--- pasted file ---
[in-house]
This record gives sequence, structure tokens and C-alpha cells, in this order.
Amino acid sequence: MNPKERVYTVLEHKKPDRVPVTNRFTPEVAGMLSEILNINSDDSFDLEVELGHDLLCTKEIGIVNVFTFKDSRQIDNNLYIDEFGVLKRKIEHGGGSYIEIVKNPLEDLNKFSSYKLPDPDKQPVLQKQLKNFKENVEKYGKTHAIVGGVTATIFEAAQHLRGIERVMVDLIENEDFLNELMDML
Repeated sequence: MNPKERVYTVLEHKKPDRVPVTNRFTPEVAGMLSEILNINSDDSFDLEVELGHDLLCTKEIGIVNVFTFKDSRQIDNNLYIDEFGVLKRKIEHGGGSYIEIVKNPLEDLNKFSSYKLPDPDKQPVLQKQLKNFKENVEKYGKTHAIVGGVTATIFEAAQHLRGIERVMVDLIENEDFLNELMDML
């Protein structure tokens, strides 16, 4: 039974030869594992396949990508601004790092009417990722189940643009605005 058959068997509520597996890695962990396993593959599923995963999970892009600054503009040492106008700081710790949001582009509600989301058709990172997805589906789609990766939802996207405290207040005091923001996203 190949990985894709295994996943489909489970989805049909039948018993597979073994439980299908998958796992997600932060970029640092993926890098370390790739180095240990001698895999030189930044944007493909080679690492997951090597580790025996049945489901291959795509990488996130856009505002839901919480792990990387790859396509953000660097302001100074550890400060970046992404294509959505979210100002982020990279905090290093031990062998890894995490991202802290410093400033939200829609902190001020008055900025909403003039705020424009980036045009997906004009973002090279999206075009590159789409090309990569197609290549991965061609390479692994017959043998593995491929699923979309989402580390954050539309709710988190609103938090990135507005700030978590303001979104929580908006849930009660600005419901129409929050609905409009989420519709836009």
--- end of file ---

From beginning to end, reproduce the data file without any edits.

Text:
[in-house]
This record gives sequence, structure tokens and C-alpha cells, in this order.
Amino acid sequence: MNPKERVYTVLEHKKPDRVPVTNRFTPEVAGMLSEILNINSDDSFDLEVELGHDLLCTKEIGIVNVFTFKDSRQIDNNLYIDEFGVLKRKIEHGGGSYIEIVKNPLEDLNKFSSYKLPDPDKQPVLQKQLKNFKENVEKYGKTHAIVGGVTATIFEAAQHLRGIERVMVDLIENEDFLNELMDML
Repeated sequence: MNPKERVYTVLEHKKPDRVPVTNRFTPEVAGMLSEILNINSDDSFDLEVELGHDLLCTKEIGIVNVFTFKDSRQIDNNLYIDEFGVLKRKIEHGGGSYIEIVKNPLEDLNKFSSYKLPDPDKQPVLQKQLKNFKENVEKYGKTHAIVGGVTATIFEAAQHLRGIERVMVDLIENEDFLNELMDML
């Protein structure tokens, strides 16, 4: 039974030869594992396949990508601004790092009417990722189940643009605005 058959068997509520597996890695962990396993593959599923995963999970892009600054503009040492106008700081710790949001582009509600989301058709990172997805589906789609990766939802996207405290207040005091923001996203 190949990985894709295994996943489909489970989805049909039948018993597979073994439980299908998958796992997600932060970029640092993926890098370390790739180095240990001698895999030189930044944007493909080679690492997951090597580790025996049945489901291959795509990488996130856009505002839901919480792990990387790859396509953000660097302001100074550890400060970046992404294509959505979210100002982020990279905090290093031990062998890894995490991202802290410093400033939200829609902190001020008055900025909403003039705020424009980036045009997906004009973002090279999206075009590159789409090309990569197609290549991965061609390479692994017959043998593995491929699923979309989402580390954050539309709710988190609103938090990135507005700030978590303001979104929580908006849930009660600005419901129409929050609905409009989420519709836009």